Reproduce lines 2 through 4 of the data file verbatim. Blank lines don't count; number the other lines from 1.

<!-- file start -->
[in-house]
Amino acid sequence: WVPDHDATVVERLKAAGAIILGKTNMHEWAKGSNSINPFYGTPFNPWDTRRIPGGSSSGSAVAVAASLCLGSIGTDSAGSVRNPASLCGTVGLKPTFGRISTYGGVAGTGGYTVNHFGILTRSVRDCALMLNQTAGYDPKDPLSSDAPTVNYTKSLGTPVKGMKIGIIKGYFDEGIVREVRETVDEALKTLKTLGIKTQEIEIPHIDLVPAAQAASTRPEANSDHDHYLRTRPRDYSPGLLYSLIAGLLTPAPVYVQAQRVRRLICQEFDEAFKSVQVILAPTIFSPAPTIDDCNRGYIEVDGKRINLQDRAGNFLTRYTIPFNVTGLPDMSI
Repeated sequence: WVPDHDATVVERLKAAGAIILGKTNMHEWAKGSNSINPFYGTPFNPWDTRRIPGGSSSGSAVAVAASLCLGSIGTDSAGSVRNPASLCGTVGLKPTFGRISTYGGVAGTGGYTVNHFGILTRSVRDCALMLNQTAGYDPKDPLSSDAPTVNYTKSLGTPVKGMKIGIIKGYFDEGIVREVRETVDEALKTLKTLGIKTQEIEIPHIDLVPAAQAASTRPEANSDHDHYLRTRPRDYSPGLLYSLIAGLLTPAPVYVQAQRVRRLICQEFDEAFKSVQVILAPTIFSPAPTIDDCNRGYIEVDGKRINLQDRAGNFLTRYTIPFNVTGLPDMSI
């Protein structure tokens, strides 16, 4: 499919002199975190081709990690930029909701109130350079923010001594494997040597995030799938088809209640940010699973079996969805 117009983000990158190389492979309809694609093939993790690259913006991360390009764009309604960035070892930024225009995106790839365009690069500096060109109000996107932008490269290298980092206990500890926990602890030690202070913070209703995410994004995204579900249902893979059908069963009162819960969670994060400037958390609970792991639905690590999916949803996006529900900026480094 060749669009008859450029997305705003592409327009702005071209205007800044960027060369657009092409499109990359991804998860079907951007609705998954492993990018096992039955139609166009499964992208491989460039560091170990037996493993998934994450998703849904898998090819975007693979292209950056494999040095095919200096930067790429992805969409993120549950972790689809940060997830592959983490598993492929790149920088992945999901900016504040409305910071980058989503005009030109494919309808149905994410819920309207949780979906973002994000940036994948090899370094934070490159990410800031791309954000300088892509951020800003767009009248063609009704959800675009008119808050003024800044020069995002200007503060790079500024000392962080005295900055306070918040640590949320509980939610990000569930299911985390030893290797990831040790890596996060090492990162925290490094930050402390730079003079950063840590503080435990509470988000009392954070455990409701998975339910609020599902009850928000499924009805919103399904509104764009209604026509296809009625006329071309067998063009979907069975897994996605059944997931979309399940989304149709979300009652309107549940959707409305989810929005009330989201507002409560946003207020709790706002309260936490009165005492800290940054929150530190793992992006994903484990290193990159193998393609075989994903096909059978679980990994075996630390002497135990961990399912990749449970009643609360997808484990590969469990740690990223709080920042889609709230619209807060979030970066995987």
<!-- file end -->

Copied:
Amino acid sequence: WVPDHDATVVERLKAAGAIILGKTNMHEWAKGSNSINPFYGTPFNPWDTRRIPGGSSSGSAVAVAASLCLGSIGTDSAGSVRNPASLCGTVGLKPTFGRISTYGGVAGTGGYTVNHFGILTRSVRDCALMLNQTAGYDPKDPLSSDAPTVNYTKSLGTPVKGMKIGIIKGYFDEGIVREVRETVDEALKTLKTLGIKTQEIEIPHIDLVPAAQAASTRPEANSDHDHYLRTRPRDYSPGLLYSLIAGLLTPAPVYVQAQRVRRLICQEFDEAFKSVQVILAPTIFSPAPTIDDCNRGYIEVDGKRINLQDRAGNFLTRYTIPFNVTGLPDMSI
Repeated sequence: WVPDHDATVVERLKAAGAIILGKTNMHEWAKGSNSINPFYGTPFNPWDTRRIPGGSSSGSAVAVAASLCLGSIGTDSAGSVRNPASLCGTVGLKPTFGRISTYGGVAGTGGYTVNHFGILTRSVRDCALMLNQTAGYDPKDPLSSDAPTVNYTKSLGTPVKGMKIGIIKGYFDEGIVREVRETVDEALKTLKTLGIKTQEIEIPHIDLVPAAQAASTRPEANSDHDHYLRTRPRDYSPGLLYSLIAGLLTPAPVYVQAQRVRRLICQEFDEAFKSVQVILAPTIFSPAPTIDDCNRGYIEVDGKRINLQDRAGNFLTRYTIPFNVTGLPDMSI
């Protein structure tokens, strides 16, 4: 499919002199975190081709990690930029909701109130350079923010001594494997040597995030799938088809209640940010699973079996969805 117009983000990158190389492979309809694609093939993790690259913006991360390009764009309604960035070892930024225009995106790839365009690069500096060109109000996107932008490269290298980092206990500890926990602890030690202070913070209703995410994004995204579900249902893979059908069963009162819960969670994060400037958390609970792991639905690590999916949803996006529900900026480094 060749669009008859450029997305705003592409327009702005071209205007800044960027060369657009092409499109990359991804998860079907951007609705998954492993990018096992039955139609166009499964992208491989460039560091170990037996493993998934994450998703849904898998090819975007693979292209950056494999040095095919200096930067790429992805969409993120549950972790689809940060997830592959983490598993492929790149920088992945999901900016504040409305910071980058989503005009030109494919309808149905994410819920309207949780979906973002994000940036994948090899370094934070490159990410800031791309954000300088892509951020800003767009009248063609009704959800675009008119808050003024800044020069995002200007503060790079500024000392962080005295900055306070918040640590949320509980939610990000569930299911985390030893290797990831040790890596996060090492990162925290490094930050402390730079003079950063840590503080435990509470988000009392954070455990409701998975339910609020599902009850928000499924009805919103399904509104764009209604026509296809009625006329071309067998063009979907069975897994996605059944997931979309399940989304149709979300009652309107549940959707409305989810929005009330989201507002409560946003207020709790706002309260936490009165005492800290940054929150530190793992992006994903484990290193990159193998393609075989994903096909059978679980990994075996630390002497135990961990399912990749449970009643609360997808484990590969469990740690990223709080920042889609709230619209807060979030970066995987």